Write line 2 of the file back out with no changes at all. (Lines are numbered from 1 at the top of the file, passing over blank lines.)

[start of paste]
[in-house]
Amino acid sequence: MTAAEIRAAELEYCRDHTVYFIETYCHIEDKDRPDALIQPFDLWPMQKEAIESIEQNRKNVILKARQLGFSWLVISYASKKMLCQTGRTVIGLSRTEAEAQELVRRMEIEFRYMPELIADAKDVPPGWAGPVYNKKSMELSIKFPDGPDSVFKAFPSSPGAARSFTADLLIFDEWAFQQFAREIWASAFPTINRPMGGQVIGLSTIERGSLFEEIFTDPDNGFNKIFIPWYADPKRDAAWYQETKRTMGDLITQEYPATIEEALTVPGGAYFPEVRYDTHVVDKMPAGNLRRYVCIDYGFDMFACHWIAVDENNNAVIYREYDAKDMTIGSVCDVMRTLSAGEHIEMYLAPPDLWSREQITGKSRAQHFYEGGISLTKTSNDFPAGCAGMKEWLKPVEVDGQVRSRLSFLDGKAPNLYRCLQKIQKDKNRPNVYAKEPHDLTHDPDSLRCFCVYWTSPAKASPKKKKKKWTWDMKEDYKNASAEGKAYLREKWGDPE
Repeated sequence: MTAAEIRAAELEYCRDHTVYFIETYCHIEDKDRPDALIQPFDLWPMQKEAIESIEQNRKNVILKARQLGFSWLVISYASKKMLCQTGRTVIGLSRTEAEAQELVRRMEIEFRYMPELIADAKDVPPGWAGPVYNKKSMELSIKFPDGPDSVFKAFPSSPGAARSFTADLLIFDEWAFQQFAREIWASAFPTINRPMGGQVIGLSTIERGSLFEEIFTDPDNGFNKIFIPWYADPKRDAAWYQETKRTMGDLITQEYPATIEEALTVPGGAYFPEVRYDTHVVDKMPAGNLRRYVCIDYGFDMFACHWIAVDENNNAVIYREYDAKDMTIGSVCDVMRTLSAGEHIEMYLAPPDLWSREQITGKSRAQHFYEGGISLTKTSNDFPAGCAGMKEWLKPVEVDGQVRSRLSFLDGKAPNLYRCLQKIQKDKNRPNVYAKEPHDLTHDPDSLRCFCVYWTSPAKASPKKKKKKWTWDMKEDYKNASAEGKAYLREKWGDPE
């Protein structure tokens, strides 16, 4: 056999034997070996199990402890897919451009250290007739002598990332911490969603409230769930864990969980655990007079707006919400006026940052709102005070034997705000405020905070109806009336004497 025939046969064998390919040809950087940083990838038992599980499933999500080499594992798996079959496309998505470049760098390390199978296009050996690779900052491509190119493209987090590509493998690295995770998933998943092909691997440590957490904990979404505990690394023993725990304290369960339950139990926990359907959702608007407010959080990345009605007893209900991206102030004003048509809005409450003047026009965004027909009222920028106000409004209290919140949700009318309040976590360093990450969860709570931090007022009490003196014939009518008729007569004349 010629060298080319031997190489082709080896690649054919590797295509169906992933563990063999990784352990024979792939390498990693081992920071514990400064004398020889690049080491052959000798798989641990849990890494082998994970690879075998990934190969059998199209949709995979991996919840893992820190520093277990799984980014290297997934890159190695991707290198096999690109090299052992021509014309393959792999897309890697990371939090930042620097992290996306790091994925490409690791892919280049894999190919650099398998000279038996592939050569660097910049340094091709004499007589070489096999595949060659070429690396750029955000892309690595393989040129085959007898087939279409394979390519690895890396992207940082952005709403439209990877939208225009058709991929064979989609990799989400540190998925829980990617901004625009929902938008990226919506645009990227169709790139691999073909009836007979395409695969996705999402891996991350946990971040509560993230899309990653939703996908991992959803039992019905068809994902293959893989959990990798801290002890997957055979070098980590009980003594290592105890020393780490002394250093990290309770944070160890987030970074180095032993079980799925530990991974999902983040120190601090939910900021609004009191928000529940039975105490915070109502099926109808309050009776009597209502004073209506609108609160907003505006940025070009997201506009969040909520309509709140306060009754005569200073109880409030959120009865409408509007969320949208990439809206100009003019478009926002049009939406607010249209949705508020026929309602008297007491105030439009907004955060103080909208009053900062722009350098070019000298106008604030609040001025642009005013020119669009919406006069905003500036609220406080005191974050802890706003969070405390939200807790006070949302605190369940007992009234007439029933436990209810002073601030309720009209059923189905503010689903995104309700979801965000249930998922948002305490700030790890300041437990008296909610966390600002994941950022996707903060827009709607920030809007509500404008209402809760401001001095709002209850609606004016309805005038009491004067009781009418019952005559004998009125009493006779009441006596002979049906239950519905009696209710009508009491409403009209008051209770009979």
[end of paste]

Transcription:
Amino acid sequence: MTAAEIRAAELEYCRDHTVYFIETYCHIEDKDRPDALIQPFDLWPMQKEAIESIEQNRKNVILKARQLGFSWLVISYASKKMLCQTGRTVIGLSRTEAEAQELVRRMEIEFRYMPELIADAKDVPPGWAGPVYNKKSMELSIKFPDGPDSVFKAFPSSPGAARSFTADLLIFDEWAFQQFAREIWASAFPTINRPMGGQVIGLSTIERGSLFEEIFTDPDNGFNKIFIPWYADPKRDAAWYQETKRTMGDLITQEYPATIEEALTVPGGAYFPEVRYDTHVVDKMPAGNLRRYVCIDYGFDMFACHWIAVDENNNAVIYREYDAKDMTIGSVCDVMRTLSAGEHIEMYLAPPDLWSREQITGKSRAQHFYEGGISLTKTSNDFPAGCAGMKEWLKPVEVDGQVRSRLSFLDGKAPNLYRCLQKIQKDKNRPNVYAKEPHDLTHDPDSLRCFCVYWTSPAKASPKKKKKKWTWDMKEDYKNASAEGKAYLREKWGDPE